Scientists at a British university have made a major breakthrough in revealing how cannabis could be used as a treatment to prevent the growth of cancer.
|Scooped by Graham Player Ph.D.|
A study published in the Journal of Biological Chemistry carried out by a team from the University of East Anglia reveals how cannabis could be used as a treatment to prevent the growth of cancer.
Some reporters have suggested that this “could be a big boost for attempts to create a synthetic substitute for cannabis that can fight cancer in a targeted and safe way.” Dr. Peter McCormick, from UEA’s school of pharmacy, says “I hope that our research will lead to a safe synthetic equivalent being available in the future.”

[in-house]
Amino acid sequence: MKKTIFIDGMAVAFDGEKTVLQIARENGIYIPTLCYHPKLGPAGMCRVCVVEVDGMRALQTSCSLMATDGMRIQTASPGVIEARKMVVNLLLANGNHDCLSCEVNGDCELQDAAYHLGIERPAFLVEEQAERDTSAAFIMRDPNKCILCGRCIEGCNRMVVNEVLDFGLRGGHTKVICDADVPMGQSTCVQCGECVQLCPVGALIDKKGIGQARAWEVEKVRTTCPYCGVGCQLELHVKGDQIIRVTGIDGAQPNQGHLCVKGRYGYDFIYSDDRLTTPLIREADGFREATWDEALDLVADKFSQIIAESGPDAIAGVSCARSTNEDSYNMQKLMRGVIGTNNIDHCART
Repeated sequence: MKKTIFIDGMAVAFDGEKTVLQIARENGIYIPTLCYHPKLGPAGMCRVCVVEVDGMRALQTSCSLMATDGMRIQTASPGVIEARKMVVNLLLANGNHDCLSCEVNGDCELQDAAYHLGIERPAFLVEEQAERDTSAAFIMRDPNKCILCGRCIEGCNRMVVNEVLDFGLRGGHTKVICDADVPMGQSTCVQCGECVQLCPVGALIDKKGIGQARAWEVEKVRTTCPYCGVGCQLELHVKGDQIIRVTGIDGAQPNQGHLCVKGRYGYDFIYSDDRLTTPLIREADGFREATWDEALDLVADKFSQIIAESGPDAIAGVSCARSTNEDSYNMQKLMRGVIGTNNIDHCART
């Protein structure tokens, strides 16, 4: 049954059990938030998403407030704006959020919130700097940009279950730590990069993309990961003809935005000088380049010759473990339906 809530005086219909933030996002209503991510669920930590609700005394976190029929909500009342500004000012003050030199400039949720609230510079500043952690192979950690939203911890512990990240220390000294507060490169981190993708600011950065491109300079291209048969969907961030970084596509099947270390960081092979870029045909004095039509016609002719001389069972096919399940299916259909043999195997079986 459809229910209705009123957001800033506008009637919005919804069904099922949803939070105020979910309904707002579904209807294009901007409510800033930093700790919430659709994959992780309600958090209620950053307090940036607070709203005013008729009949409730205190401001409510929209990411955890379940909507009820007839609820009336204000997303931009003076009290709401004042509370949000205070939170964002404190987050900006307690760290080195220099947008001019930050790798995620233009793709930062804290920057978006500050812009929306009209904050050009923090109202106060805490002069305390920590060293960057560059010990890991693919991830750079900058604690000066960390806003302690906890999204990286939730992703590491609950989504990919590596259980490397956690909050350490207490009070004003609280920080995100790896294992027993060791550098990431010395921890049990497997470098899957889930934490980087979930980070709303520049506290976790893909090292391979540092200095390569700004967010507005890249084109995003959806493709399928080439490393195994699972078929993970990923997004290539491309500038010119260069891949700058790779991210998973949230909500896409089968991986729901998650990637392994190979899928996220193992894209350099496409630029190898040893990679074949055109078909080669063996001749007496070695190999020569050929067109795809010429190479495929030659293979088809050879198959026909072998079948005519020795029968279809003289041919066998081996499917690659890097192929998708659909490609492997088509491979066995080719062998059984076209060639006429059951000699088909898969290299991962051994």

The effectiveness of cannabis in the prevention and treatment of cancer is certainly not new. It was known about in the mid-1970s. There have been many studies done by eminent scientists, and in many countries cannabis is already used in the treatment of cancer. In addition there have been countless numbers of cancer patients who have used cannabis successfully according to anecdotal information.
However it seems those in the medical system conclude that “a safe synthetic equivalent’ must be developed before anyone can acknowledge that cannabis can be effective. Of course that synthetic equivalent will be patented and become profitable for its manufacturers. But, apart from the benefit to the manufacturer in generating profits, we must ask the question is a synthetic version actually needed.” For example, we know that common garlic has many medicinal properties. Yet we don’t need a synthetic version to derive those benefits. Just some food for thought.